Representative Jared Polis (D-Colorado) had hoped his state’s commitment to seeing medical cannabis well regulated would provide a safeguard amongst a series of closures and threats in Washington, Montana and California. Colorado has live video feeds monitoring the medical marijuana dispensaries, employees must wear visible badges when working the plant, and background checks are routine for anyone hired to work in the dispensaries. The state has regulations for the disposal of unsold pot, and guidelines for the safe production of hash. Colorado’s U.S. attorney John Walsh insists his state’s voters “could not have anticipated that their vote would be used to justify large marijuana stores within blocks of our schools,” yet medical cannabis was approved and existed without the 1,000 foot regulation for a decade before Colorado passed the rule and grandfathered in existing dispensaries.
One problem with the federal government stepping into Colorado to measure clubs’ distances from schools is that they’ve brought their own ruler, and it’s not quite the same as the state’s. While Colorado approved regulations measuring the distance of the dispensary’s front door to the edge of school properties, the federal government uses the measurement of property line to property line, “as the crow flies.” This will mean that some dispensaries that had otherwise been told they are clear of the 1,000 foot zone now face moving or closing down completely.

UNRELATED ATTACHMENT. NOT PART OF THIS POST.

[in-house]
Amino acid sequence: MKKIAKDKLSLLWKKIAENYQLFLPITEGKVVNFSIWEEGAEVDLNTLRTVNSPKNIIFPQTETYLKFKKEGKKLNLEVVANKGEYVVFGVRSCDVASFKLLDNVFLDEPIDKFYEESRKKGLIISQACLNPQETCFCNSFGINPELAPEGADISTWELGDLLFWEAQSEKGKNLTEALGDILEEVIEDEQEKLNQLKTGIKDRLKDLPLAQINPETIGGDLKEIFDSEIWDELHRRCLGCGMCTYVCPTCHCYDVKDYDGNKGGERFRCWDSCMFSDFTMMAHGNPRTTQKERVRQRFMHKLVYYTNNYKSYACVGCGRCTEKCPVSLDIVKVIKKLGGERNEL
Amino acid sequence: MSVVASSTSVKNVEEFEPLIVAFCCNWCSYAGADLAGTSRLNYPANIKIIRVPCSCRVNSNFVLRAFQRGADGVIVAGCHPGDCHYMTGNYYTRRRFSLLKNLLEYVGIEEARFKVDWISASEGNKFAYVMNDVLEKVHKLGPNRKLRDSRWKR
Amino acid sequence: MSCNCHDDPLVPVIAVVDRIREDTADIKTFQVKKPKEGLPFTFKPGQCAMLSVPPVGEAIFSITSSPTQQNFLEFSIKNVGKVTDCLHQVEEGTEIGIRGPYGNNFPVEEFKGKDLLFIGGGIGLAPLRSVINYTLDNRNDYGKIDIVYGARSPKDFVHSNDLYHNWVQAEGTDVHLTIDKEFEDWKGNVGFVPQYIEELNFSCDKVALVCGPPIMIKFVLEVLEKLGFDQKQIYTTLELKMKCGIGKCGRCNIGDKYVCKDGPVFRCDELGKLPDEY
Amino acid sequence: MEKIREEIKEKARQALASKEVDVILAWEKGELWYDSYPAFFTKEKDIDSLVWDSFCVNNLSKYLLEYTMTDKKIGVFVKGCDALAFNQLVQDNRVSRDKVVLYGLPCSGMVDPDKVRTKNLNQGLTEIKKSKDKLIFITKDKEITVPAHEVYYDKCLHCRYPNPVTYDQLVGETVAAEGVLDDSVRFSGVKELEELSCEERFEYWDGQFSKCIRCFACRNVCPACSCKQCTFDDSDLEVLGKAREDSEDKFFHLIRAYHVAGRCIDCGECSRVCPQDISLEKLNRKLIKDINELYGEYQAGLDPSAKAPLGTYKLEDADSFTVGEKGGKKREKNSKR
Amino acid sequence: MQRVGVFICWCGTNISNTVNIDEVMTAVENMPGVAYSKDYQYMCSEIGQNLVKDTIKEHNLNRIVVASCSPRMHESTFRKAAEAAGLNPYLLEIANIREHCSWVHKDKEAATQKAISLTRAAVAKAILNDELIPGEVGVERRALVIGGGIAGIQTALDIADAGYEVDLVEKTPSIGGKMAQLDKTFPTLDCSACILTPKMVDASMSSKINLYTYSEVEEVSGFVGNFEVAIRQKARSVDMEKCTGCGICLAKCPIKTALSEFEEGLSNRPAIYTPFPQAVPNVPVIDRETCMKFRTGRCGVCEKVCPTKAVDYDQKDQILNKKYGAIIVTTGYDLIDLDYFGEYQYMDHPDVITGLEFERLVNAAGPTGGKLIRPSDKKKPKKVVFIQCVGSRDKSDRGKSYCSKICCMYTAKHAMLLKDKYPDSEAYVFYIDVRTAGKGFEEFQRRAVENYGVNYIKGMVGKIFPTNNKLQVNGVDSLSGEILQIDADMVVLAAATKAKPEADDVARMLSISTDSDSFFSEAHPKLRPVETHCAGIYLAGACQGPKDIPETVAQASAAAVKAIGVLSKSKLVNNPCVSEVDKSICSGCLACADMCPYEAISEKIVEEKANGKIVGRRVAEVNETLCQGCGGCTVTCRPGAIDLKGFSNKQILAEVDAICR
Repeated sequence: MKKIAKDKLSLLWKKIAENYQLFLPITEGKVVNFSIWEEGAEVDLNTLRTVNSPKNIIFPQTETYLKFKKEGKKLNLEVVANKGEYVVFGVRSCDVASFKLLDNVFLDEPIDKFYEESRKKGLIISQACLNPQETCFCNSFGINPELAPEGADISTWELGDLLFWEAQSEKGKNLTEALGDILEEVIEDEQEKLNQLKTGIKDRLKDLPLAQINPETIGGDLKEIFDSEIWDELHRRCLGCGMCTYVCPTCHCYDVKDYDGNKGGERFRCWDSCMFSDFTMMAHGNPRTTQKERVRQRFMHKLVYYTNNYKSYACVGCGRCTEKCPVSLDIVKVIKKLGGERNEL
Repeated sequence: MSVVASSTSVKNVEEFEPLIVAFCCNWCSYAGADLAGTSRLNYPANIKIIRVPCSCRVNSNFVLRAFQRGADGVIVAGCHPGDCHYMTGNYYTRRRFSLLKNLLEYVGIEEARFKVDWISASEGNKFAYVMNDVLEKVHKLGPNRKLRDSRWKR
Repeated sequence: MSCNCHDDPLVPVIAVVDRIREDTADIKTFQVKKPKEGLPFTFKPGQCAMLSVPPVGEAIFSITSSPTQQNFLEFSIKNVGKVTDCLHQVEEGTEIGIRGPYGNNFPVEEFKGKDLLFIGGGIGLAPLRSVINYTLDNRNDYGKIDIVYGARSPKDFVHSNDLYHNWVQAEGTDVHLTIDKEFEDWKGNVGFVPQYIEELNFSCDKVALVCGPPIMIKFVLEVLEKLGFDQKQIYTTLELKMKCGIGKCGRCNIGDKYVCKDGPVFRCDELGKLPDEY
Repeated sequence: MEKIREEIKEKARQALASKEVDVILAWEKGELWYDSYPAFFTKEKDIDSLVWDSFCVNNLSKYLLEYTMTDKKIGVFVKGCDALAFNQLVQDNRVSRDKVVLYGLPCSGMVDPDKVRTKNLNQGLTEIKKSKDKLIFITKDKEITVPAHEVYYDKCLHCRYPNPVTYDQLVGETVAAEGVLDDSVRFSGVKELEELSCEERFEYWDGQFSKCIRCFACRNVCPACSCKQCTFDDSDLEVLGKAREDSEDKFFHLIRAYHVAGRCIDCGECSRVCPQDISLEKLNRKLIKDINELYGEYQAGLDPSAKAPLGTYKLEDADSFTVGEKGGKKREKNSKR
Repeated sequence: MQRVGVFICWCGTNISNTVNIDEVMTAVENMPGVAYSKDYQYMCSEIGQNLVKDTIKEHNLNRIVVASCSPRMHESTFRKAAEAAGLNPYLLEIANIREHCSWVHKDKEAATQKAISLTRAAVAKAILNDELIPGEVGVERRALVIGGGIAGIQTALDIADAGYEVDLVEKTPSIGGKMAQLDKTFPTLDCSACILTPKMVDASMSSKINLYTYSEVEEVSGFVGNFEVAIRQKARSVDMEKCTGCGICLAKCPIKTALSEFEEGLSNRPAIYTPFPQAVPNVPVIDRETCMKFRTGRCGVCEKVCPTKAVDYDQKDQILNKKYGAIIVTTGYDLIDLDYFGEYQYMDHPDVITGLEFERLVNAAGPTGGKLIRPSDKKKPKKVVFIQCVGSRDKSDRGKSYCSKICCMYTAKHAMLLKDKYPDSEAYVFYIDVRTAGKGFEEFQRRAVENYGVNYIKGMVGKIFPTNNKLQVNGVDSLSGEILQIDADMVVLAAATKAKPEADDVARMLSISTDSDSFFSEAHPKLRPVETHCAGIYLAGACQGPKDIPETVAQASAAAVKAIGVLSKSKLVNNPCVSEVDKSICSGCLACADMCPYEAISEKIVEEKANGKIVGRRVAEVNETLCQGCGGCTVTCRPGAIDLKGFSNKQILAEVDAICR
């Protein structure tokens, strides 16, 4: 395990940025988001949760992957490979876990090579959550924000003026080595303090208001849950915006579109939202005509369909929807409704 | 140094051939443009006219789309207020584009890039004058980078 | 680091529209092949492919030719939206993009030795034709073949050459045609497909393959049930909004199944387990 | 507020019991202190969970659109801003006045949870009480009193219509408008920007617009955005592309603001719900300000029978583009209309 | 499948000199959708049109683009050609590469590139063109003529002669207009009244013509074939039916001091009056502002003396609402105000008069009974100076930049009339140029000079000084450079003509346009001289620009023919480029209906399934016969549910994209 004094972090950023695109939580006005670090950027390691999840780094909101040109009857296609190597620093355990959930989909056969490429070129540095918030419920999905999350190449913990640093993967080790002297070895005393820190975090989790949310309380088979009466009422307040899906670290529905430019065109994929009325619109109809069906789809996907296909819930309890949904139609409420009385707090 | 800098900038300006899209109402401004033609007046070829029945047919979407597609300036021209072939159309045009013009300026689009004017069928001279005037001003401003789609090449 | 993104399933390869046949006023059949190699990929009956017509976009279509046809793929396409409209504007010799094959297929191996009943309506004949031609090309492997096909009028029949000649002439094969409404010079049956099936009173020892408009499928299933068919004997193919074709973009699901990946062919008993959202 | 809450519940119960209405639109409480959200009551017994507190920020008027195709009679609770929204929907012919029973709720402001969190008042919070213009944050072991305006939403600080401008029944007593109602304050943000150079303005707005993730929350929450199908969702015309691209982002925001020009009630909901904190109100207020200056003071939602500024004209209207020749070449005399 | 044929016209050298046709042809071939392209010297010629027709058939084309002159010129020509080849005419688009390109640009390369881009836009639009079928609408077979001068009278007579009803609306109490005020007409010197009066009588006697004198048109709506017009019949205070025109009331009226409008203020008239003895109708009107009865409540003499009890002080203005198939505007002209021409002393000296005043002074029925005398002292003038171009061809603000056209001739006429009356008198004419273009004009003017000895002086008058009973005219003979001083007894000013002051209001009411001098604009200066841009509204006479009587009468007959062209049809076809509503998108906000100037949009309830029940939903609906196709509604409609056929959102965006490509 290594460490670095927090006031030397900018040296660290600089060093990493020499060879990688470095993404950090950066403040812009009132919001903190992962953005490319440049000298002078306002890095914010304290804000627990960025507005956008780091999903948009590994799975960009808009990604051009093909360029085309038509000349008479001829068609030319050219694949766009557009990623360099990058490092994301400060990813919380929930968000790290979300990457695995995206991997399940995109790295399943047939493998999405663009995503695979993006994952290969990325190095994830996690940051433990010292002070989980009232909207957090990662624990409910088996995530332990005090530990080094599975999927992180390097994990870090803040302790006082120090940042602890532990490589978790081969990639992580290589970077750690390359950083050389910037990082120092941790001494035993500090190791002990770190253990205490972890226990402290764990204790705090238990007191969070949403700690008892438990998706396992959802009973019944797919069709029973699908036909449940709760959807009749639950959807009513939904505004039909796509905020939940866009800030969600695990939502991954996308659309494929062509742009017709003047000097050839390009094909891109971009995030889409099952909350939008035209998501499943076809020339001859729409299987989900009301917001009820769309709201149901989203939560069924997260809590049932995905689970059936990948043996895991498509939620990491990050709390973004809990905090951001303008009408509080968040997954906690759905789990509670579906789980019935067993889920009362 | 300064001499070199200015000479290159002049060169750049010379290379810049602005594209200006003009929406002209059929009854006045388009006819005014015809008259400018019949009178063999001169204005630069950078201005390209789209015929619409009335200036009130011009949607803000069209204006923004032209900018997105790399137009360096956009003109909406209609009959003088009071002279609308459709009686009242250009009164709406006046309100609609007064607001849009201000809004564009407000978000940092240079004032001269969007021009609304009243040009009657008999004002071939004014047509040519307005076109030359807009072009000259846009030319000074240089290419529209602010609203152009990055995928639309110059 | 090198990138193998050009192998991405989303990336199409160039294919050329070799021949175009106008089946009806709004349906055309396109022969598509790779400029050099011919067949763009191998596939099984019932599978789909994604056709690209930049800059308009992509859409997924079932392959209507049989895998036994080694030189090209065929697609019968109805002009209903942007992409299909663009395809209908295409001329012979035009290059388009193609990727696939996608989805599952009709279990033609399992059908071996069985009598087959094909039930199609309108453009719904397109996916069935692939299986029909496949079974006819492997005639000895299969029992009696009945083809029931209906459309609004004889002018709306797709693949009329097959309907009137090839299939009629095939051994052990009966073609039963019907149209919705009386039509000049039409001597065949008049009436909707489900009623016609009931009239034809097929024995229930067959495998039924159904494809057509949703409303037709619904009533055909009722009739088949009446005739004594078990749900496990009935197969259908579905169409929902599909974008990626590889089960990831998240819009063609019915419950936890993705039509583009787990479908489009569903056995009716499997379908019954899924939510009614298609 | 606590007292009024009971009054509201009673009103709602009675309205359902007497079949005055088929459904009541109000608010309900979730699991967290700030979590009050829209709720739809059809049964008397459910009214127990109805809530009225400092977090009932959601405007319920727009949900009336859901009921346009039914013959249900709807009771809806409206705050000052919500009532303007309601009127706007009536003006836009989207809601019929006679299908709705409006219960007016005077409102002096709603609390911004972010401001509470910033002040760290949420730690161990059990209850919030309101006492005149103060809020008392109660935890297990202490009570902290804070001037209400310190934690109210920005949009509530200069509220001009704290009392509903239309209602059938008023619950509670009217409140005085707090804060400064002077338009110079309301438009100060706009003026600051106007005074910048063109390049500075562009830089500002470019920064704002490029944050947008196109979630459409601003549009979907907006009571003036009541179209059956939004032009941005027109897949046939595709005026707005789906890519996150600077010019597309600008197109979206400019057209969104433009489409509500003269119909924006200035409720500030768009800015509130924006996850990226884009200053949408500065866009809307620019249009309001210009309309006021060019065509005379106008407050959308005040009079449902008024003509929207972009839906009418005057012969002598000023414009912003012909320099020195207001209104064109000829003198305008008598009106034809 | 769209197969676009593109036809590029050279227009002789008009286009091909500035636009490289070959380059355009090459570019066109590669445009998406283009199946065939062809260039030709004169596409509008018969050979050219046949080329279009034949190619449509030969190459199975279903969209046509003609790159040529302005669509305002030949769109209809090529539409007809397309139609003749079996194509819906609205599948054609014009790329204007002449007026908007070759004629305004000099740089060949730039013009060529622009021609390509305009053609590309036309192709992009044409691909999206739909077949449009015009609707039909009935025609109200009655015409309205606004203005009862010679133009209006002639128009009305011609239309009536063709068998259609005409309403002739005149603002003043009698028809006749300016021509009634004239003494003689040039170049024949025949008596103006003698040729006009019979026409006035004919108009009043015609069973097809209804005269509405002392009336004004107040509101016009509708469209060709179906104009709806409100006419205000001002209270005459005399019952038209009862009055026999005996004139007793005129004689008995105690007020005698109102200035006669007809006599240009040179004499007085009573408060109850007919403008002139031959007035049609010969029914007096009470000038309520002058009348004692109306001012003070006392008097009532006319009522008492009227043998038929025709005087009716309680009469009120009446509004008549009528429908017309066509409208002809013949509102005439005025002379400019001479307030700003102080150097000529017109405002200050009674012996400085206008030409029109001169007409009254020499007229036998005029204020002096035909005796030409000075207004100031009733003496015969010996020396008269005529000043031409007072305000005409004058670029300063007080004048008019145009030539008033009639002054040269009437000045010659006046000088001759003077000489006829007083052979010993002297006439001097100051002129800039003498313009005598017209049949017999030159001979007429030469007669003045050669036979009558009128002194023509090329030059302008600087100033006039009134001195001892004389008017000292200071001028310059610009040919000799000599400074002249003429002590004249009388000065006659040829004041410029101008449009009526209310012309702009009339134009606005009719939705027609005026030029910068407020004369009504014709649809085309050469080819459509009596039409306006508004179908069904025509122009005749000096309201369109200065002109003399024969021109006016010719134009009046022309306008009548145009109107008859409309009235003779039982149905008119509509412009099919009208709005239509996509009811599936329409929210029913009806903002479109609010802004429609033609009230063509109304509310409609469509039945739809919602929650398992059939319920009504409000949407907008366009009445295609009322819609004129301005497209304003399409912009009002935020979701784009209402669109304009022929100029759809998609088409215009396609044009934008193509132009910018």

Rob Corry, a lawyer representing some of the dispensaries in Colorado has called the crackdown “a colossal bluff on the part of our U.S. attorney,” saying “I don’t think he has the stomach or the resources for this kind of battle.” Corry encourages his clients to ignore the threats, and while I agree that the dispensaries should have no intentions of moving or closing, ignoring the threats won’t be enough. States need to join together to provide a strong front to our federal government that where medical cannabis has been approved and allowed, it will remain. California, Washington, Montana, and perhaps most clearly in Colorado voters have agreed upon regulations to keep their communities safe, and the federal government should be reconsidering any commitment to this crackdown.
Our battle for legalization is far from over while the medical marijuana communities we have established are threatened.
Websites I referred to while writing this:
This full story can be found at The Huffington Post.
Original story at The Vancouver Sun.